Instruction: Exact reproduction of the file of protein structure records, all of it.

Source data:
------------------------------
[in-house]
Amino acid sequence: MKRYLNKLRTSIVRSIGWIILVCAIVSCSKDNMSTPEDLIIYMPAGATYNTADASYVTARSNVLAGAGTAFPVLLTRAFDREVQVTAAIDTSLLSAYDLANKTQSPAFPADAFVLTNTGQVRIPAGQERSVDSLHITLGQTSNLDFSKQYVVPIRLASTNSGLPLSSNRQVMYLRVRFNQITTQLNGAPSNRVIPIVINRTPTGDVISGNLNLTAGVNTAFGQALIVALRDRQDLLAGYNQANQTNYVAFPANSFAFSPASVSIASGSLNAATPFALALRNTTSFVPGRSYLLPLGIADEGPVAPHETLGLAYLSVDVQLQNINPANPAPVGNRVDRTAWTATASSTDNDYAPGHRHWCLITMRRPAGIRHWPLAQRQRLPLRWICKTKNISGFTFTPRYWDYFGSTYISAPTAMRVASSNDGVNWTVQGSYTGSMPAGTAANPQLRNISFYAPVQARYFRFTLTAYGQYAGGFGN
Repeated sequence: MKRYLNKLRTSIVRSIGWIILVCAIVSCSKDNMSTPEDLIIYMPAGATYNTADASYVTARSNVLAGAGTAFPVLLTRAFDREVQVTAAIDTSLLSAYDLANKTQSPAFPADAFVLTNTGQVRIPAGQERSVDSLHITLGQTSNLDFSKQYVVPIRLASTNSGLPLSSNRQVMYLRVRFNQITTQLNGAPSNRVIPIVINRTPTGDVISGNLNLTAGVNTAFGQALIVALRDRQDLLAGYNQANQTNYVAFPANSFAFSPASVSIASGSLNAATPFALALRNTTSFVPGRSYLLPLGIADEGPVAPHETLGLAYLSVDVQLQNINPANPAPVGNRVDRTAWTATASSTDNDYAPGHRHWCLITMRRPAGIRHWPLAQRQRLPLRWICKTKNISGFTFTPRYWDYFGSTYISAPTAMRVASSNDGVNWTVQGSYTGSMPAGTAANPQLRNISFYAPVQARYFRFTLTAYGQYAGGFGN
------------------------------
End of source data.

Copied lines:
[in-house]
Amino acid sequence: MKRYLNKLRTSIVRSIGWIILVCAIVSCSKDNMSTPEDLIIYMPAGATYNTADASYVTARSNVLAGAGTAFPVLLTRAFDREVQVTAAIDTSLLSAYDLANKTQSPAFPADAFVLTNTGQVRIPAGQERSVDSLHITLGQTSNLDFSKQYVVPIRLASTNSGLPLSSNRQVMYLRVRFNQITTQLNGAPSNRVIPIVINRTPTGDVISGNLNLTAGVNTAFGQALIVALRDRQDLLAGYNQANQTNYVAFPANSFAFSPASVSIASGSLNAATPFALALRNTTSFVPGRSYLLPLGIADEGPVAPHETLGLAYLSVDVQLQNINPANPAPVGNRVDRTAWTATASSTDNDYAPGHRHWCLITMRRPAGIRHWPLAQRQRLPLRWICKTKNISGFTFTPRYWDYFGSTYISAPTAMRVASSNDGVNWTVQGSYTGSMPAGTAANPQLRNISFYAPVQARYFRFTLTAYGQYAGGFGN
Repeated sequence: MKRYLNKLRTSIVRSIGWIILVCAIVSCSKDNMSTPEDLIIYMPAGATYNTADASYVTARSNVLAGAGTAFPVLLTRAFDREVQVTAAIDTSLLSAYDLANKTQSPAFPADAFVLTNTGQVRIPAGQERSVDSLHITLGQTSNLDFSKQYVVPIRLASTNSGLPLSSNRQVMYLRVRFNQITTQLNGAPSNRVIPIVINRTPTGDVISGNLNLTAGVNTAFGQALIVALRDRQDLLAGYNQANQTNYVAFPANSFAFSPASVSIASGSLNAATPFALALRNTTSFVPGRSYLLPLGIADEGPVAPHETLGLAYLSVDVQLQNINPANPAPVGNRVDRTAWTATASSTDNDYAPGHRHWCLITMRRPAGIRHWPLAQRQRLPLRWICKTKNISGFTFTPRYWDYFGSTYISAPTAMRVASSNDGVNWTVQGSYTGSMPAGTAANPQLRNISFYAPVQARYFRFTLTAYGQYAGGFGN